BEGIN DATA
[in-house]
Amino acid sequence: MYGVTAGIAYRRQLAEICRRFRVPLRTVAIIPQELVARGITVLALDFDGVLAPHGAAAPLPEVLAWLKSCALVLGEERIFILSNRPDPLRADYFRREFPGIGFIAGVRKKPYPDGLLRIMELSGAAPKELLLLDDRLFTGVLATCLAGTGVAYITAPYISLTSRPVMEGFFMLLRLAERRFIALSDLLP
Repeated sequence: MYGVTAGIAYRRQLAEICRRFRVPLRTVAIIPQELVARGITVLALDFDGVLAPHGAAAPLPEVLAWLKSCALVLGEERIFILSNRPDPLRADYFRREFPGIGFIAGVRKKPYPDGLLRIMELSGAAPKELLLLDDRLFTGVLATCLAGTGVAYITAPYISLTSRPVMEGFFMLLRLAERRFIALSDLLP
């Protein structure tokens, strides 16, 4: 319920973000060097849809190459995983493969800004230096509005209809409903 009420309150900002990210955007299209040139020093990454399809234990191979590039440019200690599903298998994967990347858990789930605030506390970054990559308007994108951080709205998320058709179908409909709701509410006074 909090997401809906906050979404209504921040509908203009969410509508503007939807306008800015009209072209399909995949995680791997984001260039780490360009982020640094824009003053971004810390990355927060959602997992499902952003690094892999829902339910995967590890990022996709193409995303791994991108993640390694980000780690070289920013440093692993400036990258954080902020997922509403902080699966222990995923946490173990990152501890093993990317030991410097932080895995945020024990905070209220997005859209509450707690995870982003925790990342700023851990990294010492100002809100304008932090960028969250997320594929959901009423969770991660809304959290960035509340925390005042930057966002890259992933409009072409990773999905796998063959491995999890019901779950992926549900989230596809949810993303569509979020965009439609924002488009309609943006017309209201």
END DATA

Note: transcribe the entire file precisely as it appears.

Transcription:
[in-house]
Amino acid sequence: MYGVTAGIAYRRQLAEICRRFRVPLRTVAIIPQELVARGITVLALDFDGVLAPHGAAAPLPEVLAWLKSCALVLGEERIFILSNRPDPLRADYFRREFPGIGFIAGVRKKPYPDGLLRIMELSGAAPKELLLLDDRLFTGVLATCLAGTGVAYITAPYISLTSRPVMEGFFMLLRLAERRFIALSDLLP
Repeated sequence: MYGVTAGIAYRRQLAEICRRFRVPLRTVAIIPQELVARGITVLALDFDGVLAPHGAAAPLPEVLAWLKSCALVLGEERIFILSNRPDPLRADYFRREFPGIGFIAGVRKKPYPDGLLRIMELSGAAPKELLLLDDRLFTGVLATCLAGTGVAYITAPYISLTSRPVMEGFFMLLRLAERRFIALSDLLP
């Protein structure tokens, strides 16, 4: 319920973000060097849809190459995983493969800004230096509005209809409903 009420309150900002990210955007299209040139020093990454399809234990191979590039440019200690599903298998994967990347858990789930605030506390970054990559308007994108951080709205998320058709179908409909709701509410006074 909090997401809906906050979404209504921040509908203009969410509508503007939807306008800015009209072209399909995949995680791997984001260039780490360009982020640094824009003053971004810390990355927060959602997992499902952003690094892999829902339910995967590890990022996709193409995303791994991108993640390694980000780690070289920013440093692993400036990258954080902020997922509403902080699966222990995923946490173990990152501890093993990317030991410097932080895995945020024990905070209220997005859209509450707690995870982003925790990342700023851990990294010492100002809100304008932090960028969250997320594929959901009423969770991660809304959290960035509340925390005042930057966002890259992933409009072409990773999905796998063959491995999890019901779950992926549900989230596809949810993303569509979020965009439609924002488009309609943006017309209201």